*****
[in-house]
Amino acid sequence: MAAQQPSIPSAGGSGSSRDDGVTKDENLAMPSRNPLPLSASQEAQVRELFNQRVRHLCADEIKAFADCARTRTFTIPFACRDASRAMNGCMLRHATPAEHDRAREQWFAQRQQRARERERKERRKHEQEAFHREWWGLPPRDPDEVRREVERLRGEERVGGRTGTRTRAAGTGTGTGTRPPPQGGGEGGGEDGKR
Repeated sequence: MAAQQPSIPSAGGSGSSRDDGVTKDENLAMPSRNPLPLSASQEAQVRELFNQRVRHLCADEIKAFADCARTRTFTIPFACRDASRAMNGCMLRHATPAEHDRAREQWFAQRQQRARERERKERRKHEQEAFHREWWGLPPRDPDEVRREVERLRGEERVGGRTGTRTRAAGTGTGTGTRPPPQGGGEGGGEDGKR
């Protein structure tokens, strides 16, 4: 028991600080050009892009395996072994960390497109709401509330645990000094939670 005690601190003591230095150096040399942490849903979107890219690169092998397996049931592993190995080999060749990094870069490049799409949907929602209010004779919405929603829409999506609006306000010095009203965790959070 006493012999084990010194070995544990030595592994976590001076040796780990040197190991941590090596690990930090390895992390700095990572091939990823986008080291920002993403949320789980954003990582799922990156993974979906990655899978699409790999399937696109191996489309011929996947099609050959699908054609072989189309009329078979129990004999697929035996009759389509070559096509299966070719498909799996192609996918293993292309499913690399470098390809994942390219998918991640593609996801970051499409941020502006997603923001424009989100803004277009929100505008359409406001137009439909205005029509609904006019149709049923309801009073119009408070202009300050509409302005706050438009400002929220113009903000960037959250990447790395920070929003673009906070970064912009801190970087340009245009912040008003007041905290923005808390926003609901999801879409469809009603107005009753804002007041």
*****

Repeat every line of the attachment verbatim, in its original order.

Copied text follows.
[in-house]
Amino acid sequence: MAAQQPSIPSAGGSGSSRDDGVTKDENLAMPSRNPLPLSASQEAQVRELFNQRVRHLCADEIKAFADCARTRTFTIPFACRDASRAMNGCMLRHATPAEHDRAREQWFAQRQQRARERERKERRKHEQEAFHREWWGLPPRDPDEVRREVERLRGEERVGGRTGTRTRAAGTGTGTGTRPPPQGGGEGGGEDGKR
Repeated sequence: MAAQQPSIPSAGGSGSSRDDGVTKDENLAMPSRNPLPLSASQEAQVRELFNQRVRHLCADEIKAFADCARTRTFTIPFACRDASRAMNGCMLRHATPAEHDRAREQWFAQRQQRARERERKERRKHEQEAFHREWWGLPPRDPDEVRREVERLRGEERVGGRTGTRTRAAGTGTGTGTRPPPQGGGEGGGEDGKR
């Protein structure tokens, strides 16, 4: 028991600080050009892009395996072994960390497109709401509330645990000094939670 005690601190003591230095150096040399942490849903979107890219690169092998397996049931592993190995080999060749990094870069490049799409949907929602209010004779919405929603829409999506609006306000010095009203965790959070 006493012999084990010194070995544990030595592994976590001076040796780990040197190991941590090596690990930090390895992390700095990572091939990823986008080291920002993403949320789980954003990582799922990156993974979906990655899978699409790999399937696109191996489309011929996947099609050959699908054609072989189309009329078979129990004999697929035996009759389509070559096509299966070719498909799996192609996918293993292309499913690399470098390809994942390219998918991640593609996801970051499409941020502006997603923001424009989100803004277009929100505008359409406001137009439909205005029509609904006019149709049923309801009073119009408070202009300050509409302005706050438009400002929220113009903000960037959250990447790395920070929003673009906070970064912009801190970087340009245009912040008003007041905290923005808390926003609901999801879409469809009603107005009753804002007041």